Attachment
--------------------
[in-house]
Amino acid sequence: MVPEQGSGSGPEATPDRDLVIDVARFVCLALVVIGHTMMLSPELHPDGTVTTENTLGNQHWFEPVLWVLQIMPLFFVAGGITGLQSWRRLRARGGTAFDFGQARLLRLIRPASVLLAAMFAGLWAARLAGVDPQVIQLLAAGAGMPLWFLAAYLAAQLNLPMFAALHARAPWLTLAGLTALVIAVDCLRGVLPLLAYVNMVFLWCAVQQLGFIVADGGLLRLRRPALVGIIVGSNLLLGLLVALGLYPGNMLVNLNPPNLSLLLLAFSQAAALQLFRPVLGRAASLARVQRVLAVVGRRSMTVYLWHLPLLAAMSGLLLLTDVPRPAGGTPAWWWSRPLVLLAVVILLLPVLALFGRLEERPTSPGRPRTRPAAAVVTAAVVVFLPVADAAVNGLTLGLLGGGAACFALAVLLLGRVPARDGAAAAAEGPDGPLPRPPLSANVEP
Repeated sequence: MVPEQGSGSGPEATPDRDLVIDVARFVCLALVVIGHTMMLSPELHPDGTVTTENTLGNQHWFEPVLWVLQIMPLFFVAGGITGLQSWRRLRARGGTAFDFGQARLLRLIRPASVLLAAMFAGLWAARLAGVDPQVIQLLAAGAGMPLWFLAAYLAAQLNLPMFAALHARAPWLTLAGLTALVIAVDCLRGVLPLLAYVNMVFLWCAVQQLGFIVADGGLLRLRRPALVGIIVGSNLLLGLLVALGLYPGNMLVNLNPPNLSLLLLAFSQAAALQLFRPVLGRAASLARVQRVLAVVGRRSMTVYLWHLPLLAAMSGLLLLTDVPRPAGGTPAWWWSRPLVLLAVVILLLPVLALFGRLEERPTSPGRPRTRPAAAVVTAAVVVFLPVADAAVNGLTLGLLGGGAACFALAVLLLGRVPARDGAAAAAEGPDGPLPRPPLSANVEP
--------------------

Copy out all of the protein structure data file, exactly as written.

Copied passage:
[in-house]
Amino acid sequence: MVPEQGSGSGPEATPDRDLVIDVARFVCLALVVIGHTMMLSPELHPDGTVTTENTLGNQHWFEPVLWVLQIMPLFFVAGGITGLQSWRRLRARGGTAFDFGQARLLRLIRPASVLLAAMFAGLWAARLAGVDPQVIQLLAAGAGMPLWFLAAYLAAQLNLPMFAALHARAPWLTLAGLTALVIAVDCLRGVLPLLAYVNMVFLWCAVQQLGFIVADGGLLRLRRPALVGIIVGSNLLLGLLVALGLYPGNMLVNLNPPNLSLLLLAFSQAAALQLFRPVLGRAASLARVQRVLAVVGRRSMTVYLWHLPLLAAMSGLLLLTDVPRPAGGTPAWWWSRPLVLLAVVILLLPVLALFGRLEERPTSPGRPRTRPAAAVVTAAVVVFLPVADAAVNGLTLGLLGGGAACFALAVLLLGRVPARDGAAAAAEGPDGPLPRPPLSANVEP
Repeated sequence: MVPEQGSGSGPEATPDRDLVIDVARFVCLALVVIGHTMMLSPELHPDGTVTTENTLGNQHWFEPVLWVLQIMPLFFVAGGITGLQSWRRLRARGGTAFDFGQARLLRLIRPASVLLAAMFAGLWAARLAGVDPQVIQLLAAGAGMPLWFLAAYLAAQLNLPMFAALHARAPWLTLAGLTALVIAVDCLRGVLPLLAYVNMVFLWCAVQQLGFIVADGGLLRLRRPALVGIIVGSNLLLGLLVALGLYPGNMLVNLNPPNLSLLLLAFSQAAALQLFRPVLGRAASLARVQRVLAVVGRRSMTVYLWHLPLLAAMSGLLLLTDVPRPAGGTPAWWWSRPLVLLAVVILLLPVLALFGRLEERPTSPGRPRTRPAAAVVTAAVVVFLPVADAAVNGLTLGLLGGGAACFALAVLLLGRVPARDGAAAAAEGPDGPLPRPPLSANVEP